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This question already has an answer here:

Provide an infinite sequence of natural numbers $x_1,x_2,x_3,\ldots$ such that I'm not sure if I'm on the right track with that. any help would be great

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marked as duplicate by Community Mar 15 '17 at 5:19

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Your answer is certainly correct: if you choose $x_n$ to be $p_n^2$ (the square of the $n$th prime number), then

  • none of the numbers $x_n$ are prime numbers $\checkmark$, and
  • any two $x_n$ and $x_m$ are coprime to each other $\checkmark$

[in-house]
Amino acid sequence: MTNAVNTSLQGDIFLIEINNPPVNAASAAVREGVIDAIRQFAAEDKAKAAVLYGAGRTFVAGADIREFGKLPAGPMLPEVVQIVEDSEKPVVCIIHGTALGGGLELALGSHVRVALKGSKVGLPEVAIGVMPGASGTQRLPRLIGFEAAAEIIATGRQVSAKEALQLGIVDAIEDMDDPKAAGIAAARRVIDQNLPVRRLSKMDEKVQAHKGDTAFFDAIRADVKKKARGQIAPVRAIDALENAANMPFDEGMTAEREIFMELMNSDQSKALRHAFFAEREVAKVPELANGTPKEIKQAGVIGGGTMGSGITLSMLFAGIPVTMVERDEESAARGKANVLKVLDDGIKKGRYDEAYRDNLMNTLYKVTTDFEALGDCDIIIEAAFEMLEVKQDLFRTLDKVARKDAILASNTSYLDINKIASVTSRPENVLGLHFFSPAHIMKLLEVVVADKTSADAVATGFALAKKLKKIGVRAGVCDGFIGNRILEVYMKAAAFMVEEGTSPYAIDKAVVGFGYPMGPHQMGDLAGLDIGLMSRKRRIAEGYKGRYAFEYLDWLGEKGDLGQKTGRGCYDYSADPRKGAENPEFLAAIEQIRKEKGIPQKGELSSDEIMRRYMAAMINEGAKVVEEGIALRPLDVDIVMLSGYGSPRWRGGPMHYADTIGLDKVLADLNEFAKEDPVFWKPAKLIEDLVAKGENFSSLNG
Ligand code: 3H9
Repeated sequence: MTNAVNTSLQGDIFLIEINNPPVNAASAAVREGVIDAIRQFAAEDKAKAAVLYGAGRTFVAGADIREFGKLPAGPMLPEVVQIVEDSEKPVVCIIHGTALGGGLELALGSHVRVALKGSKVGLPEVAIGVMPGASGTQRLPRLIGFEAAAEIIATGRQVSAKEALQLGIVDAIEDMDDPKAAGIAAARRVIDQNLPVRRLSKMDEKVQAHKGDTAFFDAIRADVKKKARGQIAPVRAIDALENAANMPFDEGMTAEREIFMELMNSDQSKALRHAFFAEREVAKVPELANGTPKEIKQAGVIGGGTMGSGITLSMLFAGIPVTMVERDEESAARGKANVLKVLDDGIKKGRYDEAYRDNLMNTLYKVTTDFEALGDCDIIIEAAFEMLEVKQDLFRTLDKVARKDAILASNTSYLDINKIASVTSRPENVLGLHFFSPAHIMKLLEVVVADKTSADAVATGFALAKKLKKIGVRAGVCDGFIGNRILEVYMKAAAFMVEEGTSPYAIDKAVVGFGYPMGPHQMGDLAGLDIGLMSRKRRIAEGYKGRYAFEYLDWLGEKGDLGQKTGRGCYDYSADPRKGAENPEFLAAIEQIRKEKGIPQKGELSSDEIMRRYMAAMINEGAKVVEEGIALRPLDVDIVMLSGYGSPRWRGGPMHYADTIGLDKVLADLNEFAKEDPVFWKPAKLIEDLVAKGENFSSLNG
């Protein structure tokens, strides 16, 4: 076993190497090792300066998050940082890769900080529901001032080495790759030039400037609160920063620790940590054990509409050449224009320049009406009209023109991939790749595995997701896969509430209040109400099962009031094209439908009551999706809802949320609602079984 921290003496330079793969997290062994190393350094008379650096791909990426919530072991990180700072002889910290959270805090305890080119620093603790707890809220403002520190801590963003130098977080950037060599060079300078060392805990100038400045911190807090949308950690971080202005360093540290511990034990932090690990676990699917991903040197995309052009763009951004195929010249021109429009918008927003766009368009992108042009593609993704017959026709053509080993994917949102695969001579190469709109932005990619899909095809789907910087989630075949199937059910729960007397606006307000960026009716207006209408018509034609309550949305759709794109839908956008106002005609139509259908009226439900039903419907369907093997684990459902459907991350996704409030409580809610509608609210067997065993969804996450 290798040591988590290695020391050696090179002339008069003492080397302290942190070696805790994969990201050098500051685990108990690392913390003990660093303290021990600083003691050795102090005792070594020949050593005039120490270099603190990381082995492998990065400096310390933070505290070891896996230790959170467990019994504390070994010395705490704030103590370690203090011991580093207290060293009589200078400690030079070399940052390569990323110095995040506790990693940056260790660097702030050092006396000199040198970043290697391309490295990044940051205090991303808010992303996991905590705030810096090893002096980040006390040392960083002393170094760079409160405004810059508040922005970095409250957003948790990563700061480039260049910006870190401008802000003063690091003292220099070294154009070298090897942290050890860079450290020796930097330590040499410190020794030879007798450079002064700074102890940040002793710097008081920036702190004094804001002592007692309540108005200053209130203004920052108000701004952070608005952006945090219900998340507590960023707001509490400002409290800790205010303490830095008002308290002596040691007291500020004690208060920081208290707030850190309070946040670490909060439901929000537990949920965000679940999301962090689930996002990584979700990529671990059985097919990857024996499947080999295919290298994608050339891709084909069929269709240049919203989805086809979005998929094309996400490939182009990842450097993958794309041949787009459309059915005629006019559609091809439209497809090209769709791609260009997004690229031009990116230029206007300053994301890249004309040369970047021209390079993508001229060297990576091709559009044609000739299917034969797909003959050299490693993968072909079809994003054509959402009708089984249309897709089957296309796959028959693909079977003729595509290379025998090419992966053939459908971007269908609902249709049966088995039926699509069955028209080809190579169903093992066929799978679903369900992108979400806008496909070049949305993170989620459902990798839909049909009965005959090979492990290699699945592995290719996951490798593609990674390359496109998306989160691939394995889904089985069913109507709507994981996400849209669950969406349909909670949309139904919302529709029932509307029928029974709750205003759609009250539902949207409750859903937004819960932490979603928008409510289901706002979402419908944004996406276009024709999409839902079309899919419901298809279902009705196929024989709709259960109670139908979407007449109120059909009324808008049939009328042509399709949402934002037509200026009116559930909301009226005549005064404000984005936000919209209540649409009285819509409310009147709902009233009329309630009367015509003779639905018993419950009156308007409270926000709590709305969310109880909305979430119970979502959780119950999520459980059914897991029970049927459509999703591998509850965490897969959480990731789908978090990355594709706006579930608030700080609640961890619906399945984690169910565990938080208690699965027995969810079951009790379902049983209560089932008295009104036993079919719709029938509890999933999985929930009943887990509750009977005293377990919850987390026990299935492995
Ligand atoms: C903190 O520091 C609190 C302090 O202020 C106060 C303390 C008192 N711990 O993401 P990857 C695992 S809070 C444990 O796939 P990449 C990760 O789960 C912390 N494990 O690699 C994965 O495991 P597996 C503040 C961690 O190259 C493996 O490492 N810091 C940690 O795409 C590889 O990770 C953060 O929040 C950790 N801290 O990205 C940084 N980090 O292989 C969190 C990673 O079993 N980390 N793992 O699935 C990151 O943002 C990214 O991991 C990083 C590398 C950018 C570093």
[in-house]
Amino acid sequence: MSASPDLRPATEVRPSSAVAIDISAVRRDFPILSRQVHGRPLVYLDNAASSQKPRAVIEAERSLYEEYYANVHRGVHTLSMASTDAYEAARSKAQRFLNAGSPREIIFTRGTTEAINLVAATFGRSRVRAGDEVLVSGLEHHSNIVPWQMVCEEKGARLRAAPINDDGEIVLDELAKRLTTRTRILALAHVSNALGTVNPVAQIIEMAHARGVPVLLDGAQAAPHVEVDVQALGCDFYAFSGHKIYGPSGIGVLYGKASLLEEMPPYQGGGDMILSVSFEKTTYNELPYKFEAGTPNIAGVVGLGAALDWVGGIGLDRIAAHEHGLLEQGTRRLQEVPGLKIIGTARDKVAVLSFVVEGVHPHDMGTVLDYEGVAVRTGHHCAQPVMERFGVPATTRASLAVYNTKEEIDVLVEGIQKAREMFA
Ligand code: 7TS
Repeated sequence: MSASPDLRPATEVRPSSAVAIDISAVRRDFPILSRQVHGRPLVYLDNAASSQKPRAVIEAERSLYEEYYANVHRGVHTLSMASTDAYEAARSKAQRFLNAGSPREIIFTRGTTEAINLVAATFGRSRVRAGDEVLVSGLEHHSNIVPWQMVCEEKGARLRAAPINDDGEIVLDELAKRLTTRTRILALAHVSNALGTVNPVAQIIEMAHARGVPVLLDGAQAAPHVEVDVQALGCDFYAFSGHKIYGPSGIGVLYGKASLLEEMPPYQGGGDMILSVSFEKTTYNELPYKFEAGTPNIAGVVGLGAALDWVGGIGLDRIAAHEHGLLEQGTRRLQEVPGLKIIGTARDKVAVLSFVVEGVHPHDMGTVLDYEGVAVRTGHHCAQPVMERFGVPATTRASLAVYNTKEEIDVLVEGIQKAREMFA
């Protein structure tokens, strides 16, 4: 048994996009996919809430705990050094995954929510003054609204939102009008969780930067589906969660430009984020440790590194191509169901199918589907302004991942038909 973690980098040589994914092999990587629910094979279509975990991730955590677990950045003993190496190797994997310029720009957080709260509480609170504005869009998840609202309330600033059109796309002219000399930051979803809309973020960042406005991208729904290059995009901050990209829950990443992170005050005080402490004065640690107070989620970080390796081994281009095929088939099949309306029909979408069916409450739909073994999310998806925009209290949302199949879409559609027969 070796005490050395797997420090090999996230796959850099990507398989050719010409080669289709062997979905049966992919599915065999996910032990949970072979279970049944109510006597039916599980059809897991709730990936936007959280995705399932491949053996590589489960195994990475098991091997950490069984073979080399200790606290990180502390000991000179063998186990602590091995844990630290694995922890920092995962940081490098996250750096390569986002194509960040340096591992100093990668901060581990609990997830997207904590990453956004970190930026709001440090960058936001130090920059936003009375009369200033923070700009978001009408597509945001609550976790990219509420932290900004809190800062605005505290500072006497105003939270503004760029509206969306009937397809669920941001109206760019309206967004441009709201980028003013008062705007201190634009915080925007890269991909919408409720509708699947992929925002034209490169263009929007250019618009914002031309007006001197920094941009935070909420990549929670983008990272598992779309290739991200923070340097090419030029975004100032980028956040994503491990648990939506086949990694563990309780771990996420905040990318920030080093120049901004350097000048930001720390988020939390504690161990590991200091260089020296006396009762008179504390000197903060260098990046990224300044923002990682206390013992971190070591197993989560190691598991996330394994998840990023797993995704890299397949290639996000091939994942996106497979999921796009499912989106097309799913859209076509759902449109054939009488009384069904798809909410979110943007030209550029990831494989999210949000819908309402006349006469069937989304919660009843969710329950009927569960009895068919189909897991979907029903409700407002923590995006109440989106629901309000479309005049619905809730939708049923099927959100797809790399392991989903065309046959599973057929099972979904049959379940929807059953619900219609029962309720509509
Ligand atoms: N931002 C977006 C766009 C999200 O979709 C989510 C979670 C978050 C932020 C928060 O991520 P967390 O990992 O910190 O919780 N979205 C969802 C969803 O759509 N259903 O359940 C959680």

The latter part is true because

  • $\gcd(p,q)=1$ for any distinct prime numbers $p$ and $q$
  • $\gcd(ab,c)=\gcd(a,c)$ if $\gcd(b,c)=1$, for any integers $a,b,c$

and therefore $$\gcd(x_n,x_m)=\gcd(p_n^2,p_m^2)=\gcd(p_n,p_m^2)=\gcd(p_m^2,p_n)=\gcd(p_m,p_n)=1$$ for any two prime numbers $p_n$, $p_m$.

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  • $\begingroup$ ahh thanks ! how would you write it so theres an infinite sequence of natural numbers ? $\endgroup$ – rprogramr Mar 14 '17 at 8:58
  • $\begingroup$ @rprogramr: Not sure what you're looking for; I would say that the sentence $$\text{“Define $x_n$ to be $p_n^2$, the square of the $n$th prime number”}$$ gives an infinite sequence of natural numbers, since there are infinitely many prime numbers. $\endgroup$ – Zev Chonoles Mar 14 '17 at 9:03
  • $\begingroup$ alright I see thank you for the feedback ! :) $\endgroup$ – rprogramr Mar 14 '17 at 9:04

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